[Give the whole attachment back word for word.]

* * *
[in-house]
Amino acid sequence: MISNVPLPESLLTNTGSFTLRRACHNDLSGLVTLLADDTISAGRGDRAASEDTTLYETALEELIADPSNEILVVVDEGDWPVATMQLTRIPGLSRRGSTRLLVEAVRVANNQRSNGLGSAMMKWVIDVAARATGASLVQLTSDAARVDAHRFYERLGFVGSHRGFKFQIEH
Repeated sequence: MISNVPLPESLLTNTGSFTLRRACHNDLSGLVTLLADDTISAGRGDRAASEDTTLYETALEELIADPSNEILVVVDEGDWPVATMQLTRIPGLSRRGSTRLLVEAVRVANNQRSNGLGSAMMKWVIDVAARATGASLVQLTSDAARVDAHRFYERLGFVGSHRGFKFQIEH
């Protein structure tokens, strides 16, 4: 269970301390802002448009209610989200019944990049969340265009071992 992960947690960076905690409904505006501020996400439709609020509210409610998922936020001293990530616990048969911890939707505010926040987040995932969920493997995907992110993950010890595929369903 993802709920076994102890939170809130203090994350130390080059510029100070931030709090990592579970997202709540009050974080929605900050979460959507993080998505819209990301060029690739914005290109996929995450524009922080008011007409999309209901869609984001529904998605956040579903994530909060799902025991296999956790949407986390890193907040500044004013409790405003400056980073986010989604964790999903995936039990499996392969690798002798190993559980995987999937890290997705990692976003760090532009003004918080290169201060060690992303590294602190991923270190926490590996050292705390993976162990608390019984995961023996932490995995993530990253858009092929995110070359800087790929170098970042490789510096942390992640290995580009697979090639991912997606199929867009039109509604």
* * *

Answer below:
[in-house]
Amino acid sequence: MISNVPLPESLLTNTGSFTLRRACHNDLSGLVTLLADDTISAGRGDRAASEDTTLYETALEELIADPSNEILVVVDEGDWPVATMQLTRIPGLSRRGSTRLLVEAVRVANNQRSNGLGSAMMKWVIDVAARATGASLVQLTSDAARVDAHRFYERLGFVGSHRGFKFQIEH
Repeated sequence: MISNVPLPESLLTNTGSFTLRRACHNDLSGLVTLLADDTISAGRGDRAASEDTTLYETALEELIADPSNEILVVVDEGDWPVATMQLTRIPGLSRRGSTRLLVEAVRVANNQRSNGLGSAMMKWVIDVAARATGASLVQLTSDAARVDAHRFYERLGFVGSHRGFKFQIEH
């Protein structure tokens, strides 16, 4: 269970301390802002448009209610989200019944990049969340265009071992 992960947690960076905690409904505006501020996400439709609020509210409610998922936020001293990530616990048969911890939707505010926040987040995932969920493997995907992110993950010890595929369903 993802709920076994102890939170809130203090994350130390080059510029100070931030709090990592579970997202709540009050974080929605900050979460959507993080998505819209990301060029690739914005290109996929995450524009922080008011007409999309209901869609984001529904998605956040579903994530909060799902025991296999956790949407986390890193907040500044004013409790405003400056980073986010989604964790999903995936039990499996392969690798002798190993559980995987999937890290997705990692976003760090532009003004918080290169201060060690992303590294602190991923270190926490590996050292705390993976162990608390019984995961023996932490995995993530990253858009092929995110070359800087790929170098970042490789510096942390992640290995580009697979090639991912997606199929867009039109509604």